8. Use Deep Breathing Techniques To Keep Your Mind Alert

Give your body the oxygen it needs by breathing deeply. This improves oxygen supply to the various parts of your body, fixes ebbing energy levels, and leaves you less stressed out. Deep breathing techniques like pranayama or yogic breathing can help ease anxiety, stabilize blood pressure, relax you, and increase energy levels. Here are some techniques you could try13:

  • Complete Belly Breath: Sit with one hand on your abdomen, relaxing the muscles within and inhale deeply. Feel the air fill into the lower section of your lungs as your belly rises. The lower part of your lungs too will expand. Breathe in further and feel your rib cage rise and expand outward. Pause for a second before you exhale gently, first emptying air from the top of your lungs, then the bottom. As you near the end of exhaling, let your abdominal muscles contract so they push the remaining air from the bottom section of your lungs.
  • Energizing Breath: Boost your energy with this breathing that can instantly energize the mind and body. Relax your shoulders and breathe in and out deeply from the abdomen a few times. Next, alternately exhale with force through your nose and inhale deeply but quickly with one inhalation per second. This breathing is purely from the diaphragm and your belly alone will move in and out. The chest, neck, shoulders, and head should stay still. Do 10 such breaths followed by normal breathing and a break. You can do another round of 20 breaths followed by another break, before ending with 30 breaths and normal breathing. But avoid this method if you are pregnant or have epilepsy or seizures, hypertension, gastric ulcers, vertigo, hernia, glaucoma or a panic disorder.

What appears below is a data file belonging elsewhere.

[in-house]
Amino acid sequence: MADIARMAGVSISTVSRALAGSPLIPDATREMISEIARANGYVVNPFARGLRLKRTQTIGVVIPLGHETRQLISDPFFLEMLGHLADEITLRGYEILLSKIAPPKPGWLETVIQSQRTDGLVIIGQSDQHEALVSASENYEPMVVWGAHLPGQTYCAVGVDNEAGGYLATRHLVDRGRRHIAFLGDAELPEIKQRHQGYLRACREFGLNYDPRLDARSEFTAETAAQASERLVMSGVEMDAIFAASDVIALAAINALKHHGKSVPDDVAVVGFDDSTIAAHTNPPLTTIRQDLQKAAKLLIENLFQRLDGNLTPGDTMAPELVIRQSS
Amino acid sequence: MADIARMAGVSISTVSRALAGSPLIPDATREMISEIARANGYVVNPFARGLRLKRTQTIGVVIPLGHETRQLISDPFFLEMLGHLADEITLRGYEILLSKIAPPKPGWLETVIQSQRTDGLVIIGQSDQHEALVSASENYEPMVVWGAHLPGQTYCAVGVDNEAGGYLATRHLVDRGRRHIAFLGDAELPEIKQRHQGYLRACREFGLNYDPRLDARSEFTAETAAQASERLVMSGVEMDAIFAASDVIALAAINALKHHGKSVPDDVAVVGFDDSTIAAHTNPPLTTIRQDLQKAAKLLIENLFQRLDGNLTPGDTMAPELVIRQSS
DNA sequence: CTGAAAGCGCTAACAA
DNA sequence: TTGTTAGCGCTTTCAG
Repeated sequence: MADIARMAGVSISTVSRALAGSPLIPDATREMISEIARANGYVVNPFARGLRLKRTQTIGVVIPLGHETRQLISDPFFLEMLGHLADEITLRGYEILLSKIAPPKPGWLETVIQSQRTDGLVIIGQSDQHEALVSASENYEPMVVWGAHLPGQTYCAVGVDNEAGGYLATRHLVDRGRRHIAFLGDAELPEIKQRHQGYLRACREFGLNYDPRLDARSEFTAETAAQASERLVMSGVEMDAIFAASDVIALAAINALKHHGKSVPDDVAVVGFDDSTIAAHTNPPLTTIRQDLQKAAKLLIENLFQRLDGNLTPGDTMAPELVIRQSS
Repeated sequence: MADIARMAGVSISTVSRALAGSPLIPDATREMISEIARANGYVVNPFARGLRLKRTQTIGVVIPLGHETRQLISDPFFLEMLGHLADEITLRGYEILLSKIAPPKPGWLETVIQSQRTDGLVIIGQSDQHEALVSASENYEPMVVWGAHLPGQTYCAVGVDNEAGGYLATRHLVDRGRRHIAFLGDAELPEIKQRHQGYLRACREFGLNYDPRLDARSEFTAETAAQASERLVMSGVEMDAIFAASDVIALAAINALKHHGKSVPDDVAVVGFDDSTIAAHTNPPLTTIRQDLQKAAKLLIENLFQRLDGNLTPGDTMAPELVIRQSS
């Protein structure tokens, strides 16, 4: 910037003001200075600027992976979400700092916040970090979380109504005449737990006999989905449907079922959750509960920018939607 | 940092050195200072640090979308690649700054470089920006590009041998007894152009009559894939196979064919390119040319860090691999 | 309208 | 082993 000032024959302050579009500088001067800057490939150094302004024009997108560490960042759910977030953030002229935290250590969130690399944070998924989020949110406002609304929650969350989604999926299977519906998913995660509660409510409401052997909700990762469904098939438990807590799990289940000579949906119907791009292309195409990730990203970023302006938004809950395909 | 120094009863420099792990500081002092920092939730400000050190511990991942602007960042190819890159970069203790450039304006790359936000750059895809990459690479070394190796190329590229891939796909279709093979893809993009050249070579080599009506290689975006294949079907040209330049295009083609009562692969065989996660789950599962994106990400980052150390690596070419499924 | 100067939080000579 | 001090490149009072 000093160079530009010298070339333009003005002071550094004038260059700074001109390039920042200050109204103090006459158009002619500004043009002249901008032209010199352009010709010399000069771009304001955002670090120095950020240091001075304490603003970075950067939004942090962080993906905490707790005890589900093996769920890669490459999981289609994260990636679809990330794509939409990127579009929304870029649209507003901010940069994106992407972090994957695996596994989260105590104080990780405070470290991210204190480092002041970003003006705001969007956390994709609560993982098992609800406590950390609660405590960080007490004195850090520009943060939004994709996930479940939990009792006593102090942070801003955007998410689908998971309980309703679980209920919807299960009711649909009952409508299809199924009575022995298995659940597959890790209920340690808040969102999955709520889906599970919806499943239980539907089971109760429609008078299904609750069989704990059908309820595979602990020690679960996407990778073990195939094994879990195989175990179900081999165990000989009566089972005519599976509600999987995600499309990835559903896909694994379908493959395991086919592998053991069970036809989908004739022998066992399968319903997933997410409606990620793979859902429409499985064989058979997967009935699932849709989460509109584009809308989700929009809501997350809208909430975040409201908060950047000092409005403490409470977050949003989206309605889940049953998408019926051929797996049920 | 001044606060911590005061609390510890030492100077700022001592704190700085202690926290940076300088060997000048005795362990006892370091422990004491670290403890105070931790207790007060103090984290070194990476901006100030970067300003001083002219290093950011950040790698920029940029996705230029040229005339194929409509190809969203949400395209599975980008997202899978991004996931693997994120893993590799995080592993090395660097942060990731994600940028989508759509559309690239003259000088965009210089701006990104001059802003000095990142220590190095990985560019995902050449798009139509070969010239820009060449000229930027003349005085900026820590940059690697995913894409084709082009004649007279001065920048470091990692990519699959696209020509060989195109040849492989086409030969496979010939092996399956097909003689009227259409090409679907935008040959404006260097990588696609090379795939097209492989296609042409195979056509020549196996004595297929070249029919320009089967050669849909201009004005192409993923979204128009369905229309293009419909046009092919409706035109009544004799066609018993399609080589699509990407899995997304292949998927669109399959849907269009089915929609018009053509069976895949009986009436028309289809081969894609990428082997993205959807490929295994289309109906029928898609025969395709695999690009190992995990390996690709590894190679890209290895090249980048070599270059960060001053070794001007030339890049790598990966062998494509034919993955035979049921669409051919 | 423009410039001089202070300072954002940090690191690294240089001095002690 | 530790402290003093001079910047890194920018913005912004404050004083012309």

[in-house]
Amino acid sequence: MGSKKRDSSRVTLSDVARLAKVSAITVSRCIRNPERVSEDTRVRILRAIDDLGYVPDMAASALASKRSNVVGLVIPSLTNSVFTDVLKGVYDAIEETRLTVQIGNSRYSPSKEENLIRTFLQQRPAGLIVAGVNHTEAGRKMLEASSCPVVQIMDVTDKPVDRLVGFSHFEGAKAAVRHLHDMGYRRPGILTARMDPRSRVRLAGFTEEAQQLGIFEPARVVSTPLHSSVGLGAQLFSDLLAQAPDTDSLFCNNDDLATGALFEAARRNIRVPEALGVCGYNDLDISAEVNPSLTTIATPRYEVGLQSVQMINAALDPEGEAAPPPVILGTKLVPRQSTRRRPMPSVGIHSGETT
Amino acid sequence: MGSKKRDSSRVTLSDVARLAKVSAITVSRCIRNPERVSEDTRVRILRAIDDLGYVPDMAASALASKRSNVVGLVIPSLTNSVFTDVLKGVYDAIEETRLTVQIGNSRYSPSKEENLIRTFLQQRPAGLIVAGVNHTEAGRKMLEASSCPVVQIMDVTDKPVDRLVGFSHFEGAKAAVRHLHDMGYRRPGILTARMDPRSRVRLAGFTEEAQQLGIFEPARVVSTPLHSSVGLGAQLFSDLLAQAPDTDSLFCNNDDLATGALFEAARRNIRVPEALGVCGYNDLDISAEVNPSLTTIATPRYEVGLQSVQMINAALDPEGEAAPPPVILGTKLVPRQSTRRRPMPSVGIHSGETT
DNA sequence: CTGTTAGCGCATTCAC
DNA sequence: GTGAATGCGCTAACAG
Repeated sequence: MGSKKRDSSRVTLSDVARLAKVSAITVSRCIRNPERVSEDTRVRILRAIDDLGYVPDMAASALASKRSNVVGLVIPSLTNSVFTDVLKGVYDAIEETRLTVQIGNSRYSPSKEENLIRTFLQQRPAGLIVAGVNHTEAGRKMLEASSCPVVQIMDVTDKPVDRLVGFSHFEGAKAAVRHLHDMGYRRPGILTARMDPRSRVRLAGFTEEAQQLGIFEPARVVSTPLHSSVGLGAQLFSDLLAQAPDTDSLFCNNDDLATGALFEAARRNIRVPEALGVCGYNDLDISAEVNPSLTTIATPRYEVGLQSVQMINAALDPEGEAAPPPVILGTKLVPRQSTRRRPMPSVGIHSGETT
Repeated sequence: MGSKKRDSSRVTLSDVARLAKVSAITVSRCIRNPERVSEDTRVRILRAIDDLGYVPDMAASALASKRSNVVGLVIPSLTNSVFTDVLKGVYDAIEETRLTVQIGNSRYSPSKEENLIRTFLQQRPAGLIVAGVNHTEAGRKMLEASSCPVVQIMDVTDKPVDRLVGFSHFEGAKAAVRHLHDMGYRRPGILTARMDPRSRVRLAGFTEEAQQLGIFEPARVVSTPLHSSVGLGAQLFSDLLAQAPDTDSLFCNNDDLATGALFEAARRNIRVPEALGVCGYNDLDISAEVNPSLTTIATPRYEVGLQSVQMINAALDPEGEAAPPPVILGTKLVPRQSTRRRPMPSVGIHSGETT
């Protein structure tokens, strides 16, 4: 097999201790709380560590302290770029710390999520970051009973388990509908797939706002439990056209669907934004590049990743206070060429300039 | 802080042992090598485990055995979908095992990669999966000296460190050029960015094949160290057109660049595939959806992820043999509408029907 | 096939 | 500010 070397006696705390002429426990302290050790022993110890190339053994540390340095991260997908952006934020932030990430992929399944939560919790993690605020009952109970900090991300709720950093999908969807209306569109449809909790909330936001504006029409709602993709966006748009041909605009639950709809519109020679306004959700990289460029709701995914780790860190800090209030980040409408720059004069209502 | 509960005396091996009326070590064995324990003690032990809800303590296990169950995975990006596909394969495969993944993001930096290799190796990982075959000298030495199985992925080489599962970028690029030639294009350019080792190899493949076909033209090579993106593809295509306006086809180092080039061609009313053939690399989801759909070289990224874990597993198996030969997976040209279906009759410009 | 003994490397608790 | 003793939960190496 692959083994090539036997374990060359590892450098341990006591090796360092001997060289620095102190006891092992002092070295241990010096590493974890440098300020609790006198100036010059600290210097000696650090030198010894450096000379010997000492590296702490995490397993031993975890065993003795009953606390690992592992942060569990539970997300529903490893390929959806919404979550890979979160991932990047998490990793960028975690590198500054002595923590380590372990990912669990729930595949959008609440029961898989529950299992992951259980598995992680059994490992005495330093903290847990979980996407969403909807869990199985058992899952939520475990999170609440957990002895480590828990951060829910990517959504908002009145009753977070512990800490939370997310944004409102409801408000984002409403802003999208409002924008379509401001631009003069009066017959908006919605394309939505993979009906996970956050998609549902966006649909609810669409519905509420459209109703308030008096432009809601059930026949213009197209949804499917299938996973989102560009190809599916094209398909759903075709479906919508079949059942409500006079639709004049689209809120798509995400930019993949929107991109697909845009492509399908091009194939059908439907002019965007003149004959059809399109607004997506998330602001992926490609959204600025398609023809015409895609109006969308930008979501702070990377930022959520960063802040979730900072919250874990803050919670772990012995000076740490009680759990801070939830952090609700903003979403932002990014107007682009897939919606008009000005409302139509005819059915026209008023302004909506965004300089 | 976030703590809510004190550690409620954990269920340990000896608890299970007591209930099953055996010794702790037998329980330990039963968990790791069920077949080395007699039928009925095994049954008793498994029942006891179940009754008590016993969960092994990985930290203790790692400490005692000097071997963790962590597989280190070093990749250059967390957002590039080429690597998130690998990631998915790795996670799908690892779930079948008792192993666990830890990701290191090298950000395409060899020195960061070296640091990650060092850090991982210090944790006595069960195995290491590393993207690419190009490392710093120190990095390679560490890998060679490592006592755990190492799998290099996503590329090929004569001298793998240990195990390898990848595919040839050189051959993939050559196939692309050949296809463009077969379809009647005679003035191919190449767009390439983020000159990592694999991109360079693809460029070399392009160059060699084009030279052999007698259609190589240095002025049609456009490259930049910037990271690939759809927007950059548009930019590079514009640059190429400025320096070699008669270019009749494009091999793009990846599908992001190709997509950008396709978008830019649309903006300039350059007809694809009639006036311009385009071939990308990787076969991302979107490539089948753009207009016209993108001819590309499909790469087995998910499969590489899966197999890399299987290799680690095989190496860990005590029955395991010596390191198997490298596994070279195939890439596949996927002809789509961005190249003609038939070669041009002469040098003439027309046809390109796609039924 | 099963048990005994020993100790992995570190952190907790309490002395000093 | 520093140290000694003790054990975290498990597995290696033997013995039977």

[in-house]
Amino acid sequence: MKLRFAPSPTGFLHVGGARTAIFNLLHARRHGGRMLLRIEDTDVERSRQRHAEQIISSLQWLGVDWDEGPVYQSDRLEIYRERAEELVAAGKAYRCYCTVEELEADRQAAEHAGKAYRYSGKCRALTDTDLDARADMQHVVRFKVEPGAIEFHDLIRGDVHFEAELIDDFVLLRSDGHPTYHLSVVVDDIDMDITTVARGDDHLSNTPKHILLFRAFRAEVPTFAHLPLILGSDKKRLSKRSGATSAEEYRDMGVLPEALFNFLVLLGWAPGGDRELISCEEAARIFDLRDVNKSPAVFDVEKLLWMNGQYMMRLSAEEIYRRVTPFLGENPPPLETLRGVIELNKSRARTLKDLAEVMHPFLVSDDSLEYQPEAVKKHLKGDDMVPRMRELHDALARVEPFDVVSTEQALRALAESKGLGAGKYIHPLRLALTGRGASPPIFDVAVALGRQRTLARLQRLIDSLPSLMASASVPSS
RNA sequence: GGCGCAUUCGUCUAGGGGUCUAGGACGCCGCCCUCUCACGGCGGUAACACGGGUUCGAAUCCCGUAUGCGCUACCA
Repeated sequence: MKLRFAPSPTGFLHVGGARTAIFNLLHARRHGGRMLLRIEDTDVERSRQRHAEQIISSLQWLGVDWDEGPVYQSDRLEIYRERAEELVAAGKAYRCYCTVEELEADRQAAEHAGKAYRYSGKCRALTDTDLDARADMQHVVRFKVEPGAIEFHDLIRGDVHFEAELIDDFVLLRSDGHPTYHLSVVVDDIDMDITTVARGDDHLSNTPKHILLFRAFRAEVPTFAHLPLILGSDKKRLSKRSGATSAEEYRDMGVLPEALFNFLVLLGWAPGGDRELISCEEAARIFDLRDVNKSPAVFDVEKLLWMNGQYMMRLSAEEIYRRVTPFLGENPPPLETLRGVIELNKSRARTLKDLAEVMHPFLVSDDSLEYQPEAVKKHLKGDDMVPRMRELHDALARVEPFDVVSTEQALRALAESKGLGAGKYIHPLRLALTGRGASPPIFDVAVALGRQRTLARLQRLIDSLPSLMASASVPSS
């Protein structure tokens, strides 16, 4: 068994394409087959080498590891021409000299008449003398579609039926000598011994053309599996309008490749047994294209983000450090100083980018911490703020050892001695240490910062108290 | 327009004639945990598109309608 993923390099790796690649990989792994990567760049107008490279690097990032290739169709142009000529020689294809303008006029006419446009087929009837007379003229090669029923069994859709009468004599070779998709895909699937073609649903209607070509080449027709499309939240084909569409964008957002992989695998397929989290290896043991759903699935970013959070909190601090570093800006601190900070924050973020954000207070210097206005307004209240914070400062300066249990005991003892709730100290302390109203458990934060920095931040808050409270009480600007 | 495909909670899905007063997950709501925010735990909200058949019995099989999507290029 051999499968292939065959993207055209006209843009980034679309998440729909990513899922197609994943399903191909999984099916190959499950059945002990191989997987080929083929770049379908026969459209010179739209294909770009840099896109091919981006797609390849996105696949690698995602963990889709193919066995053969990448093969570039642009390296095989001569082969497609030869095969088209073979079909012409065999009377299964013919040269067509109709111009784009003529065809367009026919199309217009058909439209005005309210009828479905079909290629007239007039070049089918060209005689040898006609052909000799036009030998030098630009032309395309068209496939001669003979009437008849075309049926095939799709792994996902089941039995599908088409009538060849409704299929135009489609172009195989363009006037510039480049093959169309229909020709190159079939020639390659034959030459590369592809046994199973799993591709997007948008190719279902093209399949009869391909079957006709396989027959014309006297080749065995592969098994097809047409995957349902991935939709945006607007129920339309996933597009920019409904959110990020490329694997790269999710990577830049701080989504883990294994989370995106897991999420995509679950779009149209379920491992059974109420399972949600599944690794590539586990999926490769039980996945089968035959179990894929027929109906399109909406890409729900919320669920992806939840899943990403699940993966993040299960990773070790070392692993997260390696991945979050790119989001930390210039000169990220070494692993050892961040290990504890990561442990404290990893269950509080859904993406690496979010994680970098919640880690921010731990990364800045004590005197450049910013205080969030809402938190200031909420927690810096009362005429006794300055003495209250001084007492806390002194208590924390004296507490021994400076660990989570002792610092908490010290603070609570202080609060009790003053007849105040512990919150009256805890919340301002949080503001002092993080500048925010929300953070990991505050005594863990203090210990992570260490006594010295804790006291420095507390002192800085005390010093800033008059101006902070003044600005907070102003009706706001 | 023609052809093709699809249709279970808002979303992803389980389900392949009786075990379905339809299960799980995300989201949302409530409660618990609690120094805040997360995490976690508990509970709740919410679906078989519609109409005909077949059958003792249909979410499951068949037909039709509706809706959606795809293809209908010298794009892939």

9. Get In Vitamins To Avoid Fatigue From Deficiency-Linked Anemia

Don’t let fatigue do you in when you’re trying to stay awake. If you have a vitamin B12/folate or iron nutrient deficiency, it can cause you to feel unduly tired. Some people even develop deficiency-related anemia which can make fatigue worse. If you have a balanced healthy diet in general, with adequate levels of protein, complex carbohydrates, and fresh fruits and vegetables, you should be able to get the necessary amounts of these nutrients.14

Get in more folate by eating cod, salmon, dairy products, eggs, meat, broccoli, asparagus, chickpeas, brussels sprouts, peas, or brown rice.15 Good dietary sources of iron include dark green leafy vegetables like kale or watercress, brown rice, beans, nuts, seeds, pulses, fish, meat, eggs, tofu, and dried fruit.16

10. Take A Nap When You Are Trying To Stay Awake (Yes, Really!)

Having naps can be a great way to help you feel refreshed. Long, deep slumber can sometimes make you feel groggy even when you wake up, but a power nap can genuinely help you stay awake later in the day. If you struggle to stay awake even during the day, an afternoon nap can help you tide over that midday slump or daytime drowsiness.

Researchers have even found that in night-shift jobs like those of air traffic controllers, a 40-minute nap on their shift helped improve both their alertness as well as their performance. If you have been working or staying up without sleep for more than 16 consecutive hours (when your body’s circadian rhythms signal the next phase of sleep), you may do well to take a short nap to get over any tiredness. Just remember to keep it short – 20 to 30 minutes should do.17